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Superman (2011) #32 [Review]

Superman #32

Men of Tomorrow – Chapter One: Ulysses

Writer: Geoff Johns
Penciller: John Romita Jr.
Inker: Klaus Janson
Colorist: Laura Martin
Lettering: Sal Cipriano
Cover: Romita Jr., Janson, Martin
Published by: DC Comics
Cover Price: $3.99

I wasn’t going to buy this issue. I’d been annoyed by the ads the last couple months, and wasn’t a fan of the art from previews…to say nothing of being annoyed AT the previews themselves (having never been a particular fan of the 5-page or so previews masquerading as chosen content in any given issue).

But at the shop, the coloring of the cover caught my attention: It’s not an image I recognized from the ads (the ads’ image I’d thought for SURE was the COVER IMAGE for this given its use all over the place!). While I’m not a fan of the linework, the image caught me–the red of the cape, the blue of the main suit, and maybe all the more, the orange and yellow background. It’s reminiscent of two VERY familiar covers in my mind: the Kryptonite Nevermore issue, and Adventures of Superman #497 from 1992.

Where usually the cover and art are not the primary influencing factor in my buying a comic, in this case, it definitely “sold” me on at least this issue alone.
I also quite like the fact that the visual style fits the interior; it sometimes feels like the covers can be a distinctly different thing, giving one impression while the interior is a completely different visual style.
I recall liking Romita‘s art some 12/13 years ago on Amazing Spider-Man, JMS‘ run, but as I’d noticed from the previews and now having been through the actual issue, I’m not terribly thrilled with the style with Superman. It’s certainly not bad–and loads better than anything I could ever dream of being able to draw myself–just that for this first issue it doesn’t fit with my preferred visual take on Superman (a la Dan Jurgens, Jim Lee, Ed Benes, to name a few). The art certainly does its job…I’m never really left wondering what’s going on, and there’s nothing that jars me out of the story scratching my head at anatomy or some other quirks that different artists’ styles sometimes have done to me. If you’re a fan of Romita‘s style, this would seem to be a solid example of that, except it’s with DC characters instead of Marvel.

While Janson‘s name sticks out quite a bit to me, I’m honestly not one that particularly consciously notices inking–linework tends to go together as one thing, with the penciller getting much of the credit. In this case, given just how recognizeable the art is to me as Romita’s style, I’d say the inking maintains the style, complimenting it quite well…it certainly doesn’t detract in any way I notice.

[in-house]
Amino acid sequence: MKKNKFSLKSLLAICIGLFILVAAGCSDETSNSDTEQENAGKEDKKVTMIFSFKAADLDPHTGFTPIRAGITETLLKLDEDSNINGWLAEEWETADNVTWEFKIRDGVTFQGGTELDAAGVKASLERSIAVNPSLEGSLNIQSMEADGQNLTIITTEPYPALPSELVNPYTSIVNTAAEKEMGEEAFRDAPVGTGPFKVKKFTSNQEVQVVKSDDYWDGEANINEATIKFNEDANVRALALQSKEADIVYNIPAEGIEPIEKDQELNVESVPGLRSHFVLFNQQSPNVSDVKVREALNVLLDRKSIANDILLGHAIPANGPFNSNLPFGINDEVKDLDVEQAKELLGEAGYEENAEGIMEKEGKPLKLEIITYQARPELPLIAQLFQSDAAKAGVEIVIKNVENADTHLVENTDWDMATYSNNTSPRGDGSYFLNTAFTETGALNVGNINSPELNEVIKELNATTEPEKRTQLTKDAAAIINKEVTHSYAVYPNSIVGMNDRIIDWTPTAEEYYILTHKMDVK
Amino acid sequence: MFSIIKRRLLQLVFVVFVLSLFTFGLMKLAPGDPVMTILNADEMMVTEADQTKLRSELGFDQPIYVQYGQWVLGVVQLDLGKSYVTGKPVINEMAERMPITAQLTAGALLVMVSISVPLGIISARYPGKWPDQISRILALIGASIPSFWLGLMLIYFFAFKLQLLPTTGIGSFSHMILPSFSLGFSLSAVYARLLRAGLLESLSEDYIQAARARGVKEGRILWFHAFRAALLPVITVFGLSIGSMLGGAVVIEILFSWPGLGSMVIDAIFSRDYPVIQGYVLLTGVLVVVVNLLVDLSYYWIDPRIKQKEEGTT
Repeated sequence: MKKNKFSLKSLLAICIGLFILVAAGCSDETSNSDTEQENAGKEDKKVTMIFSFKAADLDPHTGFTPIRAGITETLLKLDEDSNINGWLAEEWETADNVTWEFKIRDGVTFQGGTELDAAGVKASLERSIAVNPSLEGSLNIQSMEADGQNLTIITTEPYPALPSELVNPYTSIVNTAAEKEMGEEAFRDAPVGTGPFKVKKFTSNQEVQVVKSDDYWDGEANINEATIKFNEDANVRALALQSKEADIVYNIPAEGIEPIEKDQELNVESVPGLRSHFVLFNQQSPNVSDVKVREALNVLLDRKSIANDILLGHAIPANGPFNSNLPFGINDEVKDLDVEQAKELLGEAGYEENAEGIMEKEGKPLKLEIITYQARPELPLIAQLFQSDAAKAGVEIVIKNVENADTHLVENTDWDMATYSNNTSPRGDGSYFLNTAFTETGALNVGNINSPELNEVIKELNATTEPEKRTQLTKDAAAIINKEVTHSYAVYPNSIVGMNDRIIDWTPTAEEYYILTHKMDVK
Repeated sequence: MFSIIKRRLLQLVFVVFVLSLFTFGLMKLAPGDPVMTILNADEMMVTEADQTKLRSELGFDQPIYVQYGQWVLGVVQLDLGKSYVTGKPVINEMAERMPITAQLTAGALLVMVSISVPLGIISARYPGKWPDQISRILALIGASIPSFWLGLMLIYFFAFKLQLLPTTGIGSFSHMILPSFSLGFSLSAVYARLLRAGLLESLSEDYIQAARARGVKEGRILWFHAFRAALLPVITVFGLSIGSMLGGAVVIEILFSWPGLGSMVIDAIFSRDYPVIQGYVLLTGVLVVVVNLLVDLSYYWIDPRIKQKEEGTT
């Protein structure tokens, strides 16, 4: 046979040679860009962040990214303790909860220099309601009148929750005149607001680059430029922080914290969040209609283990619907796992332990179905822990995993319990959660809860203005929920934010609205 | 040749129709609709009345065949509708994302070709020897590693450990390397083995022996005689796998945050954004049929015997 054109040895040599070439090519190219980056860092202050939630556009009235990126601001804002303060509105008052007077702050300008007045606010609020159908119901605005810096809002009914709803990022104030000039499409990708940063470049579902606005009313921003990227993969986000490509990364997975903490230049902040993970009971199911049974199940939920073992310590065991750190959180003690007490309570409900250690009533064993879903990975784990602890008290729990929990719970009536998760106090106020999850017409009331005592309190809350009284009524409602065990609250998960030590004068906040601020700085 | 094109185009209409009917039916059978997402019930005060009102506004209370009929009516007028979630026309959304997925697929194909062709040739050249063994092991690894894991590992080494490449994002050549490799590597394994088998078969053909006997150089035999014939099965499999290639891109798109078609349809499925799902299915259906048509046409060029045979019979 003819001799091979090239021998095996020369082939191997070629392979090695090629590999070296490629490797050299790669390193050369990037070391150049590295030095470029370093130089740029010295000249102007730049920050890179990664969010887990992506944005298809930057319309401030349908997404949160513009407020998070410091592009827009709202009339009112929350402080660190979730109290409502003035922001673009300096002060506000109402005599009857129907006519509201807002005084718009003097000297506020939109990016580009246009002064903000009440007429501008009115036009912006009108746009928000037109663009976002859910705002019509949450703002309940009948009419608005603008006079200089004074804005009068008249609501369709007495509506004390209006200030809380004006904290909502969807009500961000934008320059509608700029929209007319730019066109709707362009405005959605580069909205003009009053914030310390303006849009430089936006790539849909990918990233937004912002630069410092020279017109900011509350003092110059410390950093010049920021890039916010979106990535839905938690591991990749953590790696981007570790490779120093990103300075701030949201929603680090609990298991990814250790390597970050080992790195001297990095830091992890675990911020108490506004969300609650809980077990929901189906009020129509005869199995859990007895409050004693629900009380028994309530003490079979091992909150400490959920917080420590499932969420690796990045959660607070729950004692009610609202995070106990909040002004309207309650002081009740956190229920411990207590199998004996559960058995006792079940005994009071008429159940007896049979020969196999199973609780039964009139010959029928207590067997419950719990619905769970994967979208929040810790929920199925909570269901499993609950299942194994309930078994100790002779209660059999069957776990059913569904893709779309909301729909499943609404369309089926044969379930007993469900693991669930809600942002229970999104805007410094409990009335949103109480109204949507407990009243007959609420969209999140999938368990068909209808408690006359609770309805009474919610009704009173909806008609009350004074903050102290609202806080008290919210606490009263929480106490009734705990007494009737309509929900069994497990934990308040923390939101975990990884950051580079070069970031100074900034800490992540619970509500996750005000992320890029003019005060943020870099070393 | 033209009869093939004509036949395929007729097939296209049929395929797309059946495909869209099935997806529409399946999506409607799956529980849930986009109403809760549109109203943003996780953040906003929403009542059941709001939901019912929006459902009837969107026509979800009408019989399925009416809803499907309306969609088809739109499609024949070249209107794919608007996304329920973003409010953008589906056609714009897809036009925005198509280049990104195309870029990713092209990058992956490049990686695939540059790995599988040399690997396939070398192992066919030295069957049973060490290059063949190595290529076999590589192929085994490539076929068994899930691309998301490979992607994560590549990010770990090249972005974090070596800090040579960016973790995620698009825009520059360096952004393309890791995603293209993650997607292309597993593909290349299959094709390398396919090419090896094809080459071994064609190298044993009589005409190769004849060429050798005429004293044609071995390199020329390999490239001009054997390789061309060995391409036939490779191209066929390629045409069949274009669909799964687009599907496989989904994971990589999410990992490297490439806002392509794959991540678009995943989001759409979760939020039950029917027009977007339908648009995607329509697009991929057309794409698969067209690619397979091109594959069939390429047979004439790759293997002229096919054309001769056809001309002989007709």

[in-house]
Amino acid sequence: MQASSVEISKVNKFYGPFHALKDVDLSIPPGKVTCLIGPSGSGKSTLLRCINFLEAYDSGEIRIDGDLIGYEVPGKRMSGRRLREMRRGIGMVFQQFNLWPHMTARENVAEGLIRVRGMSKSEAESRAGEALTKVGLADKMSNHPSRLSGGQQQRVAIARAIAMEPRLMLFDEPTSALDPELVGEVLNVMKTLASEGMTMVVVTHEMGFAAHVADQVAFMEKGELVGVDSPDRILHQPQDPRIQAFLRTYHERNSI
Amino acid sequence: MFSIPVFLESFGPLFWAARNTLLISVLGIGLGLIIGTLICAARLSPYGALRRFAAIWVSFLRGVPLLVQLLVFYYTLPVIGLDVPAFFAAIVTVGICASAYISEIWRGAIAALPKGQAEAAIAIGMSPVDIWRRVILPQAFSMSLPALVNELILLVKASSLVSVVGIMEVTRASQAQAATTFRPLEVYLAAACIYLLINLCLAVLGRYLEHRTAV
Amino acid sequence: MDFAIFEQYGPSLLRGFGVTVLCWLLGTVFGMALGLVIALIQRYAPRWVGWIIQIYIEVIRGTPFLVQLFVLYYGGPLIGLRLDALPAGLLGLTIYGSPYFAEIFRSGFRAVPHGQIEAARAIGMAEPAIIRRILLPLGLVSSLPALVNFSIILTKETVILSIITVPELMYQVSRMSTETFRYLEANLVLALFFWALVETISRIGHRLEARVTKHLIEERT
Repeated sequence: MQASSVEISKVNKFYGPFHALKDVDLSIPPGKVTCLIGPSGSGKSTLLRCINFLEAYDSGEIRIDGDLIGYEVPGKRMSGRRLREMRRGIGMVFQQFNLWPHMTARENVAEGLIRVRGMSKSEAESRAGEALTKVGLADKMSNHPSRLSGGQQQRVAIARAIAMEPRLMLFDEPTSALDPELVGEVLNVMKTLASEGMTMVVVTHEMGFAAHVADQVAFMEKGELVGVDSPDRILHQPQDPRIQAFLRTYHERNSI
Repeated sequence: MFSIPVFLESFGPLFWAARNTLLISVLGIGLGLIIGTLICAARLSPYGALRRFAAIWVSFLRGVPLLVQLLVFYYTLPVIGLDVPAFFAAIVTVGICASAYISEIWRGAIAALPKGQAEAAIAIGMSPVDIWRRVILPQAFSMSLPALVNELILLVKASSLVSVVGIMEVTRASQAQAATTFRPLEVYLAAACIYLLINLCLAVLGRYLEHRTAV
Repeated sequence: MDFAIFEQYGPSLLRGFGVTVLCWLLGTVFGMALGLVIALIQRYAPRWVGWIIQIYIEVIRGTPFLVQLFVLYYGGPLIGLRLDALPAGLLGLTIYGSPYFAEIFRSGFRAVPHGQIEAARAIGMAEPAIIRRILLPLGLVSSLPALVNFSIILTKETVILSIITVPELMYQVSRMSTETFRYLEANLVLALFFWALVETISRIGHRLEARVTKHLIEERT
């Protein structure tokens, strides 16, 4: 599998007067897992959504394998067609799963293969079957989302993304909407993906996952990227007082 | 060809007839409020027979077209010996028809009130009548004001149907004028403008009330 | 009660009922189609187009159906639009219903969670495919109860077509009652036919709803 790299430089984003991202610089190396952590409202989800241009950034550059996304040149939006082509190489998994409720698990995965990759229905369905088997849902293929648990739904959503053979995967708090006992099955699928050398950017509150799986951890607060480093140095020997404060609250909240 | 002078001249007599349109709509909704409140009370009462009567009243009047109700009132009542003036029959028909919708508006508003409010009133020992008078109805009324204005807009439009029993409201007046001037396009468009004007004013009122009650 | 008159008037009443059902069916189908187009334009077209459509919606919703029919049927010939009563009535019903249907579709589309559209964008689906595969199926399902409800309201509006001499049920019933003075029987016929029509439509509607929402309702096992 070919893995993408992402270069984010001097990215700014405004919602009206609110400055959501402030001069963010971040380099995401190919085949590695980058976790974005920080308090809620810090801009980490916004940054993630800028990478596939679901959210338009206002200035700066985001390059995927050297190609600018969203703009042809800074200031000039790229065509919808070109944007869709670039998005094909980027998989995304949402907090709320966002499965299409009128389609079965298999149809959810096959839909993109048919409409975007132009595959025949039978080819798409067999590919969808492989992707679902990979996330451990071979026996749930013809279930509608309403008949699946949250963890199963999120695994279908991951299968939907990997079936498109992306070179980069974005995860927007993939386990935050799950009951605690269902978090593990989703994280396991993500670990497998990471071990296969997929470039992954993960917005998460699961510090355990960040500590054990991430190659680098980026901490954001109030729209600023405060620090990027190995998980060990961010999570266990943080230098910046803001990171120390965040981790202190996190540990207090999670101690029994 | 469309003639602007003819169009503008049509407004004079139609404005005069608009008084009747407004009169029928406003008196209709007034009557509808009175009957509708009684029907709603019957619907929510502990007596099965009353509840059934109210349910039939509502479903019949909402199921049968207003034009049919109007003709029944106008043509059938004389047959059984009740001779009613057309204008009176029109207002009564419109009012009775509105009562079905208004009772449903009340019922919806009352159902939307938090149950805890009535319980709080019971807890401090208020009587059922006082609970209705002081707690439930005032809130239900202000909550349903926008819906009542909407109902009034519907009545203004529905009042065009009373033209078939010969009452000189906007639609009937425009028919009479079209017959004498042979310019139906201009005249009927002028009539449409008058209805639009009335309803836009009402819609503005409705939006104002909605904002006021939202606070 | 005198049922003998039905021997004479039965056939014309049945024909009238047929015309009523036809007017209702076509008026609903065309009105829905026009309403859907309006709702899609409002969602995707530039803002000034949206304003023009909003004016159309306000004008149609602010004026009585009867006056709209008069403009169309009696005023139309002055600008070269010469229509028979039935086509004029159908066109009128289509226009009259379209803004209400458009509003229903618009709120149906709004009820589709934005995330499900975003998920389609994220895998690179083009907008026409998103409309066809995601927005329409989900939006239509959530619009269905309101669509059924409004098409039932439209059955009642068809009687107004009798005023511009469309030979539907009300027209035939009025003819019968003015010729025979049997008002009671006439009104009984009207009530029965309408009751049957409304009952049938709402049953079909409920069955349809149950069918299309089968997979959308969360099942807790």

If I’m correctly recalling, the last time Johns came onto a Superman book was in Action Comics, beginning the Last Son arc with Donner, and I was none too thrilled with elements reintroduced to the Superman story during that run. I was also not all that thrilled with the Secret Origin arc and what THAT reintroduced.
However, this is an entirely different DC universe, an entirely different Superman, and as such, I’m along for the ride and whatever elements are brought in. I’ve not been particularly invested in the New 52 Superman, at this point having read barely 1/3 of the run.
Johns introduces us to Ulysses, a boy sent from his dying world by his parents to another place in the hopes that he would live…an origin quite parallel to that of Kal-El. Years later, Superman takes down Titano, a giant (mechanical) ape troubling Metropolis. Not long after, we spend some time at the Planet with Perry, Jimmy, and a visiting Clark. Perry offers to bring Kent back in, and offers a bit of a ‘speech’ that will surely impact the young reporter/blogger/super-hero. A new threat hits the city, and though Superman intervenes, it takes the intervention of a new  figure to temporarily resolve the issue, as the man believing himself to be the Last Son of Earth discovers he’s not nearly as alone as he’d thought.
Frankly, I don’t want to be interested. I don’t want another $3.99 book on my slate each month, especially with the title being what seems to me arbitrarily bumped to the higher price, when Superman started as a $2.99 book and Action Comics was the $3.99 book.
But Johns has done it–I’m interested in spite of myself. I may not be enthused with the art, but the story more than makes up for it. I haven’t a clue how LONG Johns will be on the book, and this strikes me as likely “graphic novel” fodder (without getting much into the issue of stories “written for the trade”) so it remains to be seen if I pick up the next issue.
I’m not ready to add this to my pull list by any means…but I’m not disappointed in having spent the $3.99 that I did, I’m interested in what comes next within the story, and it’s highly likely that if I don’t pick up the rest of this arc in single-issue format I’ll definitely look at picking up the inevitable hardback.

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